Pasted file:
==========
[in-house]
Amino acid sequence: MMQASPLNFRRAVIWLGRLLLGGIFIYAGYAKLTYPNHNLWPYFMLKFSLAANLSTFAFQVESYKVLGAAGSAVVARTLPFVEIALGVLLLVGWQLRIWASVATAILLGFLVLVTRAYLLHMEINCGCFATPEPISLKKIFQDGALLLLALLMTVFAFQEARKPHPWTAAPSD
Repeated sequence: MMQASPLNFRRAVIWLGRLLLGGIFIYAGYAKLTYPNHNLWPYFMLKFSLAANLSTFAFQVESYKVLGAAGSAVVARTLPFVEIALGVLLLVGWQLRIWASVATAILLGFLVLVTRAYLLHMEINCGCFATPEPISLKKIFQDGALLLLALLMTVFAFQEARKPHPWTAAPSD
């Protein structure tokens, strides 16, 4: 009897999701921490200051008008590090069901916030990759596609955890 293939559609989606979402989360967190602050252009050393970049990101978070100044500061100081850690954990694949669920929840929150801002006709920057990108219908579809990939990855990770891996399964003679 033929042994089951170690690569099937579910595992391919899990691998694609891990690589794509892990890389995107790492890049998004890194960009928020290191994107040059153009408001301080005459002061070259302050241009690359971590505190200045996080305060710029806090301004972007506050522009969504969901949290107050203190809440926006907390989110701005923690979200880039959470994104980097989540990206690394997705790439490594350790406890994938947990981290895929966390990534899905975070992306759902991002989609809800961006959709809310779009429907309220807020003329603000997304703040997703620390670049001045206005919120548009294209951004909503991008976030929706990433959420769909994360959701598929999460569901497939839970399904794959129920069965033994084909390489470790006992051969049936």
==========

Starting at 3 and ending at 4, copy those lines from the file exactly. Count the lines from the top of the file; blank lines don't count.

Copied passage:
Repeated sequence: MMQASPLNFRRAVIWLGRLLLGGIFIYAGYAKLTYPNHNLWPYFMLKFSLAANLSTFAFQVESYKVLGAAGSAVVARTLPFVEIALGVLLLVGWQLRIWASVATAILLGFLVLVTRAYLLHMEINCGCFATPEPISLKKIFQDGALLLLALLMTVFAFQEARKPHPWTAAPSD
């Protein structure tokens, strides 16, 4: 009897999701921490200051008008590090069901916030990759596609955890 293939559609989606979402989360967190602050252009050393970049990101978070100044500061100081850690954990694949669920929840929150801002006709920057990108219908579809990939990855990770891996399964003679 033929042994089951170690690569099937579910595992391919899990691998694609891990690589794509892990890389995107790492890049998004890194960009928020290191994107040059153009408001301080005459002061070259302050241009690359971590505190200045996080305060710029806090301004972007506050522009969504969901949290107050203190809440926006907390989110701005923690979200880039959470994104980097989540990206690394997705790439490594350790406890994938947990981290895929966390990534899905975070992306759902991002989609809800961006959709809310779009429907309220807020003329603000997304703040997703620390670049001045206005919120548009294209951004909503991008976030929706990433959420769909994360959701598929999460569901497939839970399904794959129920069965033994084909390489470790006992051969049936």